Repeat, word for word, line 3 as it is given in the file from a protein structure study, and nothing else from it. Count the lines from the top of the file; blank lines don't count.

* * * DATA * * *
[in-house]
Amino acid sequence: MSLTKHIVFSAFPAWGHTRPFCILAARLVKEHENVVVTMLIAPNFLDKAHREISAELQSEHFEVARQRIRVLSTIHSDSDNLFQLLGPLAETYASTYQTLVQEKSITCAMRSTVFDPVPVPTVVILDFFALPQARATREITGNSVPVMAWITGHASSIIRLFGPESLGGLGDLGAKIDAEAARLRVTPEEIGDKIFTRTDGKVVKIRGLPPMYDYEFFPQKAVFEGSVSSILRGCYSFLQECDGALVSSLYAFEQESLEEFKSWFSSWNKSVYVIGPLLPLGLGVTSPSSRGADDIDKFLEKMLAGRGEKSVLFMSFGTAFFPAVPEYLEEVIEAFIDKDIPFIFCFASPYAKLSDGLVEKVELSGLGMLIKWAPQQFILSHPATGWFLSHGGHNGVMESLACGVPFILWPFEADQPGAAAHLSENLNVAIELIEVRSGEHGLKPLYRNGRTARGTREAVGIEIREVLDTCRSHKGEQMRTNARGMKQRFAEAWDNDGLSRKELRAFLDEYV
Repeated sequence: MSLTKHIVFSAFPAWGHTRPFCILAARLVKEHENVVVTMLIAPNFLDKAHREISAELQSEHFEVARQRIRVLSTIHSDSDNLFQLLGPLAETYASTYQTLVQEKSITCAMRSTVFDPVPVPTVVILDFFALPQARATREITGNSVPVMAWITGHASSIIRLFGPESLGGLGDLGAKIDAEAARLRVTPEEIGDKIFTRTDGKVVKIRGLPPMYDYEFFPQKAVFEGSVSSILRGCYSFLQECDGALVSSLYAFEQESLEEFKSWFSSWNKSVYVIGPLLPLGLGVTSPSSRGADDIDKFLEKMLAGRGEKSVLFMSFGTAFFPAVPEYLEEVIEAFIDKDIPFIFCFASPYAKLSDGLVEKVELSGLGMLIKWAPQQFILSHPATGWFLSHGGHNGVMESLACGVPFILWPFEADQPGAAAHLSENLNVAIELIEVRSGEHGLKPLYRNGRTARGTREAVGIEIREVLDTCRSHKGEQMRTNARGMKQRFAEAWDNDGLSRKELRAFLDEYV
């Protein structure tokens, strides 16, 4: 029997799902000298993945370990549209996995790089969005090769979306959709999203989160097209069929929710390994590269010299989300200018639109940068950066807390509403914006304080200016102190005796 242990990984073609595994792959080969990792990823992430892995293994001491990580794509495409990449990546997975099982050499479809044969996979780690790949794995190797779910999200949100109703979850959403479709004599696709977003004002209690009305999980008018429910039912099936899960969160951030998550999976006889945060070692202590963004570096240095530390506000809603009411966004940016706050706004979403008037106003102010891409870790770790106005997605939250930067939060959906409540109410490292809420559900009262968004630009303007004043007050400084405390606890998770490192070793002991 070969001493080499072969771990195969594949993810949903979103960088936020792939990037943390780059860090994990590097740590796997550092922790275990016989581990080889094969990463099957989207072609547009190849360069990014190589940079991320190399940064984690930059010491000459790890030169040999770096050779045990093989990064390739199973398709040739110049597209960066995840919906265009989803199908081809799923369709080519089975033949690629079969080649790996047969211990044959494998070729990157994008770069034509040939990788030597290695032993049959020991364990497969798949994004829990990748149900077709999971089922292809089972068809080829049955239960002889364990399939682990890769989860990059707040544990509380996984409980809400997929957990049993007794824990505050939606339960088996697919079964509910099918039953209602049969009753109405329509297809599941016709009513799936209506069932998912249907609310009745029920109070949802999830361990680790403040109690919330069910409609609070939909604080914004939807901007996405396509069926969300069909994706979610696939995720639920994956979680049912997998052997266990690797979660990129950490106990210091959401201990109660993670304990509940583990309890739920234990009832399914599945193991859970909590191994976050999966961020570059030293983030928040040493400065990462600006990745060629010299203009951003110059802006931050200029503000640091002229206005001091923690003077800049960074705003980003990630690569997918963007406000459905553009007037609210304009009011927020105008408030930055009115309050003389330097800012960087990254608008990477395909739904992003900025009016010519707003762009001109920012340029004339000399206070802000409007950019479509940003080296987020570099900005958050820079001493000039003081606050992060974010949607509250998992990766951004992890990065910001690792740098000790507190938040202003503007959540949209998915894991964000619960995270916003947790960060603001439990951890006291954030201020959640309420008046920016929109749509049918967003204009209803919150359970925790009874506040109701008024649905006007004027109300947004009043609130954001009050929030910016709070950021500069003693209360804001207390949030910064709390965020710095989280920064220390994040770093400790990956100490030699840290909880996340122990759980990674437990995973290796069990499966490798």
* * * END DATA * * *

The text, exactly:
Repeated sequence: MSLTKHIVFSAFPAWGHTRPFCILAARLVKEHENVVVTMLIAPNFLDKAHREISAELQSEHFEVARQRIRVLSTIHSDSDNLFQLLGPLAETYASTYQTLVQEKSITCAMRSTVFDPVPVPTVVILDFFALPQARATREITGNSVPVMAWITGHASSIIRLFGPESLGGLGDLGAKIDAEAARLRVTPEEIGDKIFTRTDGKVVKIRGLPPMYDYEFFPQKAVFEGSVSSILRGCYSFLQECDGALVSSLYAFEQESLEEFKSWFSSWNKSVYVIGPLLPLGLGVTSPSSRGADDIDKFLEKMLAGRGEKSVLFMSFGTAFFPAVPEYLEEVIEAFIDKDIPFIFCFASPYAKLSDGLVEKVELSGLGMLIKWAPQQFILSHPATGWFLSHGGHNGVMESLACGVPFILWPFEADQPGAAAHLSENLNVAIELIEVRSGEHGLKPLYRNGRTARGTREAVGIEIREVLDTCRSHKGEQMRTNARGMKQRFAEAWDNDGLSRKELRAFLDEYV